• Global Military Communications

Panasonic TOUGHBOOK 55 integrates Viasat Eclypt core encrypted hard drive to protect top secret data

Panasonic today announced its modular TOUGHBOOK 55 notebook is now available for the Defence industry with an integrated Eclypt® Core Encrypted Internal Hard Drive from global communications company, Viasat Inc. (NASDAQ: VSAT). The solid state self-encrypting hard drive is certified for use in the UK to secure Top Secret information and all security levels below, as well as certified for use by NATO and other European countries including Germany.

The Panasonic TOUGHBOOK 55 sets a new standard for rugged mobile computing with users able to customise their device for different tasks while in the field. The Viasat Eclypt hard drives will be integrated into the devices modular universal bay. Integration and supply to the UK Ministry of Defence (MOD) will be carried out by Centerprise International, a trusted supplier to the MOD for more than 35 years.


“The UK MOD and defence organisations around the world have a long track record of relying on Panasonic TOUGHBOOK notebooks integrated with Viasat encrypted hard drives to provide the highest levels of encryption and security for data on their mobile devices,” said Peter Thomas, Defence Industry Regional Manager for Panasonic Mobile Solutions Business Division Europe. “This latest integration with TOUGHBOOK 55 ensures the defence industry has access to the latest generation of modular and Secured Core TOUGHBOOK notebooks with the trusted security levels they require.”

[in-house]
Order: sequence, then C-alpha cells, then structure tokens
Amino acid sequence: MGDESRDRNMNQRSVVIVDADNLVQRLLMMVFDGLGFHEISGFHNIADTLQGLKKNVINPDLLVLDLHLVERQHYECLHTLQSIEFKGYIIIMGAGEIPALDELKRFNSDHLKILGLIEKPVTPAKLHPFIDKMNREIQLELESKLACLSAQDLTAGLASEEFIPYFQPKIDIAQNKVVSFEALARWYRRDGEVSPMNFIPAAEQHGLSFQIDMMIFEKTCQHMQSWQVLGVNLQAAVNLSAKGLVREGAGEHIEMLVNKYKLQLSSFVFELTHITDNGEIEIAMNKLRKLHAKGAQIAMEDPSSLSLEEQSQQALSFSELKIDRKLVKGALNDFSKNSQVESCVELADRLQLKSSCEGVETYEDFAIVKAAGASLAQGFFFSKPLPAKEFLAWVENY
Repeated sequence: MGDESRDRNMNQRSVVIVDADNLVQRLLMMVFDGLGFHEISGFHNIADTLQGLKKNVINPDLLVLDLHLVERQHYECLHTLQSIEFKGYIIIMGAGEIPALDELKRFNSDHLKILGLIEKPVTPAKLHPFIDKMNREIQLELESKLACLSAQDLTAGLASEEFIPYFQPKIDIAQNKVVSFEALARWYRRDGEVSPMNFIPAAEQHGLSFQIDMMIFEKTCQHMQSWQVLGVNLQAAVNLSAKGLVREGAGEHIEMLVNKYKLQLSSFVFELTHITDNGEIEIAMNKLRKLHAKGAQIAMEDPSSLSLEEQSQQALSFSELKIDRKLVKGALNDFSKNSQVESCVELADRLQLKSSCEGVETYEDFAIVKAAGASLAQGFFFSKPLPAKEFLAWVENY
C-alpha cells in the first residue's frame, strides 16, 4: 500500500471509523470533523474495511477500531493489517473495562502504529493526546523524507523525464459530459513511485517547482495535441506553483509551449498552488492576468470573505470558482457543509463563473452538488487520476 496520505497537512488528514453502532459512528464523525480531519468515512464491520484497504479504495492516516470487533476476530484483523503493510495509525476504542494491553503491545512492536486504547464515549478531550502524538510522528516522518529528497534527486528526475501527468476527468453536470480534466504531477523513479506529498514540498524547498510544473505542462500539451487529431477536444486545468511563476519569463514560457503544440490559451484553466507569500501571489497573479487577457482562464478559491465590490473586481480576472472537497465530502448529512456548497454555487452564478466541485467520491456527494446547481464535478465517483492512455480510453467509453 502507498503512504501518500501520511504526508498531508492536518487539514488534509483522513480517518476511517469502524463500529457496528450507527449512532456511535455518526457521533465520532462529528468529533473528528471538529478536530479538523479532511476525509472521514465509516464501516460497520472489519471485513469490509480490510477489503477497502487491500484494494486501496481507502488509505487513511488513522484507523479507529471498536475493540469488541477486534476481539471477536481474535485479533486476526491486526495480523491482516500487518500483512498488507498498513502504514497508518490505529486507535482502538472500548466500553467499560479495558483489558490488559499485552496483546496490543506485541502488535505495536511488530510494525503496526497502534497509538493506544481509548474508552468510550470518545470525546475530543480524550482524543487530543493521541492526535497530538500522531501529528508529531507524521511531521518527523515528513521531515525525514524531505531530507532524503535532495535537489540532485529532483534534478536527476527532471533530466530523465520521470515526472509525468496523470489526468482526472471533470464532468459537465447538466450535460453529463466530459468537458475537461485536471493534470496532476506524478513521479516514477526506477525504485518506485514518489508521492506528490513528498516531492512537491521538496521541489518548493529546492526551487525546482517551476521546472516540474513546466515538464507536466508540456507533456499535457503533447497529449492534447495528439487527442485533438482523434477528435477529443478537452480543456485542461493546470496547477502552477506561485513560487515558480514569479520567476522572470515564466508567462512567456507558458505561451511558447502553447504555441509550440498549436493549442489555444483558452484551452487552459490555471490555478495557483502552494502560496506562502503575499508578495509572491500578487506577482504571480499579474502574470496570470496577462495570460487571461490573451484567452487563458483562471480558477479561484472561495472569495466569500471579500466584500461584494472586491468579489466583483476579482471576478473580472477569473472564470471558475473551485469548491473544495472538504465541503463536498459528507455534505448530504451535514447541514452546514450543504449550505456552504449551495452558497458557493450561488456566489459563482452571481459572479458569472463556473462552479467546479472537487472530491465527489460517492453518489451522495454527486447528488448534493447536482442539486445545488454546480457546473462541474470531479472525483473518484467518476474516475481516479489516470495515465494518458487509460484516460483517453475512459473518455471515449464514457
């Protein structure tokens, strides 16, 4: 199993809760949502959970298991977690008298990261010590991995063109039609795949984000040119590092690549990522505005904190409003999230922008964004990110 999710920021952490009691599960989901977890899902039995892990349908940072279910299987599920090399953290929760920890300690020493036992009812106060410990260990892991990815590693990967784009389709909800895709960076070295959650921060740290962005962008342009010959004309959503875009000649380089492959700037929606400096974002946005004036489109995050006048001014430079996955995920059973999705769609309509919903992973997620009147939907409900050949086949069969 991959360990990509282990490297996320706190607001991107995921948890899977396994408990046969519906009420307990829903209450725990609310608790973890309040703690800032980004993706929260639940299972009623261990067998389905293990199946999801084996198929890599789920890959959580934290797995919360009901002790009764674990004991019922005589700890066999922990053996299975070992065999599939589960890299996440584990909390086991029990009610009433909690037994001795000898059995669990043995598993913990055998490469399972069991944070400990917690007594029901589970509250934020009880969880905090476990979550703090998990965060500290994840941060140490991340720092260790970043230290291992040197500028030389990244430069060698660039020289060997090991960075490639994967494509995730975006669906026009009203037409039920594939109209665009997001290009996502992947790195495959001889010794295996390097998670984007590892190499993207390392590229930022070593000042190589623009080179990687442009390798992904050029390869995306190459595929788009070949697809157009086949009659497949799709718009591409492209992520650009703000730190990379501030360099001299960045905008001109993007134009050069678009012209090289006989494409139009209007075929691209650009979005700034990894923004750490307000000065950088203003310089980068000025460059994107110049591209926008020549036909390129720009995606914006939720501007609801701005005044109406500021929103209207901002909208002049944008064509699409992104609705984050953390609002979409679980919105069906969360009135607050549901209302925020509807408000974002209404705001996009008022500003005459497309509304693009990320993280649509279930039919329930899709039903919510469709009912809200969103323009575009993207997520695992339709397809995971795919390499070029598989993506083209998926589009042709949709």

Steve Beeching, managing director of Viasat UK said: “Our ongoing relationship with Panasonic TOUGHBOOK and its latest generation device will ensure that the Defence industry has continued access to state-of-the-art rugged and secure devices. Eclypt technology integrates sophisticated authentication, entire-disk encryption and data storage into tamper-resistant internal or portable hardware that safeguards data. This provides instant data protection without any noticeable adverse effects on a computer’s performance.”